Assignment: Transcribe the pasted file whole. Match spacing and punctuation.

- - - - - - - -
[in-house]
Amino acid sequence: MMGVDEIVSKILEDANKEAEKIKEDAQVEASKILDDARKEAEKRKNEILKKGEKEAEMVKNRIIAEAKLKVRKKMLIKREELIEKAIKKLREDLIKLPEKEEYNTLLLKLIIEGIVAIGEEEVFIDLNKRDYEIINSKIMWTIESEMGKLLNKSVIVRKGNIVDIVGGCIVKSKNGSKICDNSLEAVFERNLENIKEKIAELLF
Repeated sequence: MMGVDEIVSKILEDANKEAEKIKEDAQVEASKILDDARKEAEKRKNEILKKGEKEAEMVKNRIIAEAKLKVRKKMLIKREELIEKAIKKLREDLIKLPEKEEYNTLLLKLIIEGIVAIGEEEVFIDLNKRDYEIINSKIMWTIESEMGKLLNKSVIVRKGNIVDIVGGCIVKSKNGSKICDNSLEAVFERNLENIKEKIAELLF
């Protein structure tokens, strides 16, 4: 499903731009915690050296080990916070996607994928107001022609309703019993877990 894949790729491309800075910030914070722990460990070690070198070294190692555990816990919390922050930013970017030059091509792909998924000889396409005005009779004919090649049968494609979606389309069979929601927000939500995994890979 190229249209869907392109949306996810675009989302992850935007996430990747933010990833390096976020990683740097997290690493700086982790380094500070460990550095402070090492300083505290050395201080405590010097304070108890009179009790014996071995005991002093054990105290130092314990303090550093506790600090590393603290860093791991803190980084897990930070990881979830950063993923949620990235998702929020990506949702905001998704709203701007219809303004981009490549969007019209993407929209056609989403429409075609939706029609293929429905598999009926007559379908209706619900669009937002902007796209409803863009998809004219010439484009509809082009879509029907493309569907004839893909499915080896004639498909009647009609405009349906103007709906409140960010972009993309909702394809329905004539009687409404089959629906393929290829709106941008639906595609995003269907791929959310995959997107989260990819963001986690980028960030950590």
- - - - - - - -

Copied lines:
[in-house]
Amino acid sequence: MMGVDEIVSKILEDANKEAEKIKEDAQVEASKILDDARKEAEKRKNEILKKGEKEAEMVKNRIIAEAKLKVRKKMLIKREELIEKAIKKLREDLIKLPEKEEYNTLLLKLIIEGIVAIGEEEVFIDLNKRDYEIINSKIMWTIESEMGKLLNKSVIVRKGNIVDIVGGCIVKSKNGSKICDNSLEAVFERNLENIKEKIAELLF
Repeated sequence: MMGVDEIVSKILEDANKEAEKIKEDAQVEASKILDDARKEAEKRKNEILKKGEKEAEMVKNRIIAEAKLKVRKKMLIKREELIEKAIKKLREDLIKLPEKEEYNTLLLKLIIEGIVAIGEEEVFIDLNKRDYEIINSKIMWTIESEMGKLLNKSVIVRKGNIVDIVGGCIVKSKNGSKICDNSLEAVFERNLENIKEKIAELLF
């Protein structure tokens, strides 16, 4: 499903731009915690050296080990916070996607994928107001022609309703019993877990 894949790729491309800075910030914070722990460990070690070198070294190692555990816990919390922050930013970017030059091509792909998924000889396409005005009779004919090649049968494609979606389309069979929601927000939500995994890979 190229249209869907392109949306996810675009989302992850935007996430990747933010990833390096976020990683740097997290690493700086982790380094500070460990550095402070090492300083505290050395201080405590010097304070108890009179009790014996071995005991002093054990105290130092314990303090550093506790600090590393603290860093791991803190980084897990930070990881979830950063993923949620990235998702929020990506949702905001998704709203701007219809303004981009490549969007019209993407929209056609989403429409075609939706029609293929429905598999009926007559379908209706619900669009937002902007796209409803863009998809004219010439484009509809082009879509029907493309569907004839893909499915080896004639498909009647009609405009349906103007709906409140960010972009993309909702394809329905004539009687409404089959629906393929290829709106941008639906595609995003269907791929959310995959997107989260990819963001986690980028960030950590």